The bunker has seen Abby’s ‘I survived!’ video and are after her. The black helicopter is circling – and it’s nothing to do with Samantha Willis (she’s as confused as anyone else by it). Willis turns up at the house – allied with Dexter – offering an olive branch and potential powershare to Abby, in an evil dictator kind of way. Tensions in the gang cause Naj to take off to London, where he finds a modern day Fagin, who lets his band of kids have a go on Wii Sports if they scavenge to his liking, but woe betide the sickly who are likely to disappear…
And so, Survivors reaches the conclusion of its first season, and with another block of episodes to come in the bag, the series can be bold and delivers a much faster, grittier, surprising (in some respects) cliffhanging conclusion than expected. This comes at a cost; I’ve found the direction and performances generally sound across the previous episodes, but there was a tangible dip in quality at times, with many scenes feeling like they could perhaps have done with another take here or there, or another edit just to give it the polish much of the rest of the series had. It’s director Jamie Payne’s only contribution, one of four directors across the six episodes, although nothing stands out as particularly poor in the previous work I’ve seen. The guest casting isn’t quite up to scratch either – more children, passable but not really as good as before. The consistent use of children in the series takes on an increasingly creepy vibe, but it still doesn’t make it a series suitable for children.
Back to the city, a festering wasteland of looters and disease. As a result of Naj’s strangely out-of-character desertion, we return to that putrid and chilling funereal atmosphere that hit so hard in the first episode, but was largely avoided later on (to much criticism from some quarters). Towers on fire, cold and empty.
We also get to see Tom Price get nasty with Sarah, and resolving unfinished business in killing Gavin, the tell-tale lackey of Willis. And running about with a shotgun in the climax with slimy old Dexter – now in an unlikely alliance with Samatha Willis. The series has received a lot of criticism for lack of armaments amongst the team, and conspicuous lack of militaristic defence tactics in defending their base, with many thinking Greg and Tom between them should have made arranging an arsenal of weaponary their first priority. I’d defend this – a drama like Survivors is still much more likely to come out of America than Britain, and so conventions are expected, but bar the dark underbelly of inner-city Sarf London perhaps, and a few farmers and eccentrics, we don’t have that kind of fetishistic gun culture. Most homes don’t have Uzis and twelve bore shotguns; the laws are very different. Greg and Abby, and perhaps the others to lesser degrees, are not territorial or dictatorial, nor necessarily paranoid. By using guns sparingly, it has kept a seed of human generosity in the heroes – albeit low-key – that is more than welcome. Even if it will be their dramatic undoing.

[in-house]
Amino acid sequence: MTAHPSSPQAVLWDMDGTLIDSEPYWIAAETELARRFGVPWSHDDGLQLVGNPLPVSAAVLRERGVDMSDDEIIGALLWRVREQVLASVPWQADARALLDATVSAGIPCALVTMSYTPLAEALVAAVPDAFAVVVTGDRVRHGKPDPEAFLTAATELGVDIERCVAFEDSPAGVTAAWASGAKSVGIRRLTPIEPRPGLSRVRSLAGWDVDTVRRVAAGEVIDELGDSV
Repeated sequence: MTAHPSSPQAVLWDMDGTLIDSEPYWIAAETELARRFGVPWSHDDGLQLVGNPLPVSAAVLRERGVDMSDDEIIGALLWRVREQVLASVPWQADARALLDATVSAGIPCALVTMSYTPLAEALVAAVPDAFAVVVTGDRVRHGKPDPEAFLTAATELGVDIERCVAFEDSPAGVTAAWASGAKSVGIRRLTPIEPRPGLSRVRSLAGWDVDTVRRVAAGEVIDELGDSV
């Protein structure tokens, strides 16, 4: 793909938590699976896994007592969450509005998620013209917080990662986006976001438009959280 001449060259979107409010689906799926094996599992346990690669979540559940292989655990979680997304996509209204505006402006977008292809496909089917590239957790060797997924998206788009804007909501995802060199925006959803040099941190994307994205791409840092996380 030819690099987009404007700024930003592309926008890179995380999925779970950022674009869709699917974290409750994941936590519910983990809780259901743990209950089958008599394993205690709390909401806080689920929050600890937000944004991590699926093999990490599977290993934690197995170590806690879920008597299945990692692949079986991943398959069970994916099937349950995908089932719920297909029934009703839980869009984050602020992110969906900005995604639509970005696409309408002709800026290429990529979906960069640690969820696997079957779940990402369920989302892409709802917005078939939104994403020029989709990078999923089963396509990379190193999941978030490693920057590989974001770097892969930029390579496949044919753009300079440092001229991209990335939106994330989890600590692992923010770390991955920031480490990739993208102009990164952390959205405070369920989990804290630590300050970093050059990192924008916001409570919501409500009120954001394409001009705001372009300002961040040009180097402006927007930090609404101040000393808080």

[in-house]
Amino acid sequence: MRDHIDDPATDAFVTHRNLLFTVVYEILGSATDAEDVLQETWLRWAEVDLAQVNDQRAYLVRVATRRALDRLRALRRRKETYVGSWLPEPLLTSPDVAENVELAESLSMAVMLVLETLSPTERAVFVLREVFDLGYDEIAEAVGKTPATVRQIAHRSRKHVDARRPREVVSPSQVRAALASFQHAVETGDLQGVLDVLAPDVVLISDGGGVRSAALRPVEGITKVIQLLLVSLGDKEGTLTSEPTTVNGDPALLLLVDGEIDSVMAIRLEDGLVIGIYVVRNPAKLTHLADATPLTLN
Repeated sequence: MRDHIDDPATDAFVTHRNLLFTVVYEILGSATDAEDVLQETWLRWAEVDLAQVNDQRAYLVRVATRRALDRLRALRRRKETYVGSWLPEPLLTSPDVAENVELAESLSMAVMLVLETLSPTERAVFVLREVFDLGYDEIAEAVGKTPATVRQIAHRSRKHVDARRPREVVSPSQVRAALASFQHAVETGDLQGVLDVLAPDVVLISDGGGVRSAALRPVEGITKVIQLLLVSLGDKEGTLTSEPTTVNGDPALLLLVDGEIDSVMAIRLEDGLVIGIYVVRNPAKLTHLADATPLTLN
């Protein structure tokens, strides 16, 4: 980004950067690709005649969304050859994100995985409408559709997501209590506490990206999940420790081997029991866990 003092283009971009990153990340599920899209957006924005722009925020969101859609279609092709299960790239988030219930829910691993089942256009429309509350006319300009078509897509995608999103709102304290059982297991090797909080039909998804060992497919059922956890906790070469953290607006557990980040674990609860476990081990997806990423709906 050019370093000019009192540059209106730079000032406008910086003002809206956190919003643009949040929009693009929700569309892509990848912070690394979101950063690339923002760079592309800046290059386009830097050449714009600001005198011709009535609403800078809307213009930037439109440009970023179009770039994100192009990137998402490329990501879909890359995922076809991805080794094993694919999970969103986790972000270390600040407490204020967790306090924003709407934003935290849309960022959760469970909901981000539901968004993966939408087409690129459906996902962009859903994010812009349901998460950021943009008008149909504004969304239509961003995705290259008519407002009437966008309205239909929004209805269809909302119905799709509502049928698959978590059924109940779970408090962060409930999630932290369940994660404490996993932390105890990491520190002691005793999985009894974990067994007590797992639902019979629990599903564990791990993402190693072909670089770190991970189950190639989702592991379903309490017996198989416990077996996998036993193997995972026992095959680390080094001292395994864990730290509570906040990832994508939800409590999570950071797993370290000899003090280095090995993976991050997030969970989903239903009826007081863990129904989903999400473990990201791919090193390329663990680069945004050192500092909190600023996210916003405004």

With the ‘Paterson Joseph for Doctor Who’ rumour mill at fever pitch at the time, the cliffhanger of Greg’s shooting – is it fatal, is it just a flesh wound? – was exciting beyond the realms of the show. But they can’t kill off Greg! He’s a really interesting character and they’ve not done enough with him yet! Oh, but they might, because he’ll probably need to be free for Doctor Who, like Freema and Shaun Dingwall before him! Less than a couple of weeks later, we know that Doctor Eleven is Matt Smith, and Greg’s fate remains just as much in the air. I hope he survives…
Reaction has been mixed amongst the internet community – isn’t it always? – but a lot of the people from, um, real life that I know (non-genre fans, many of them) have enjoyed it, including those that remember the old series. The BBC seem happy with the ratings, although they’ve not been stellar.
Overall, I’ve liked this series. I’ve liked the characters, and felt the stories hung together pretty well mostly; and I’ve enjoyed the unshowy modesty of it. Some of the cast were new to me (if not to TV generally) so it’s been a great pleasure to ‘meet’ Matt Beesley and Zoe Tapper, and I’ll be checking out their other work – the latter lady has to be the only redeeming feature in Demons! I’ve got the novelisation (with the new cover) to read through in the interim, the boxed set for this series is on pre-order and I’ll be hunting for a bargain boxed set of the original series. I’m sold, and I’m a fan.
Check out our reviews of all the season’s episodes:
8 January 2009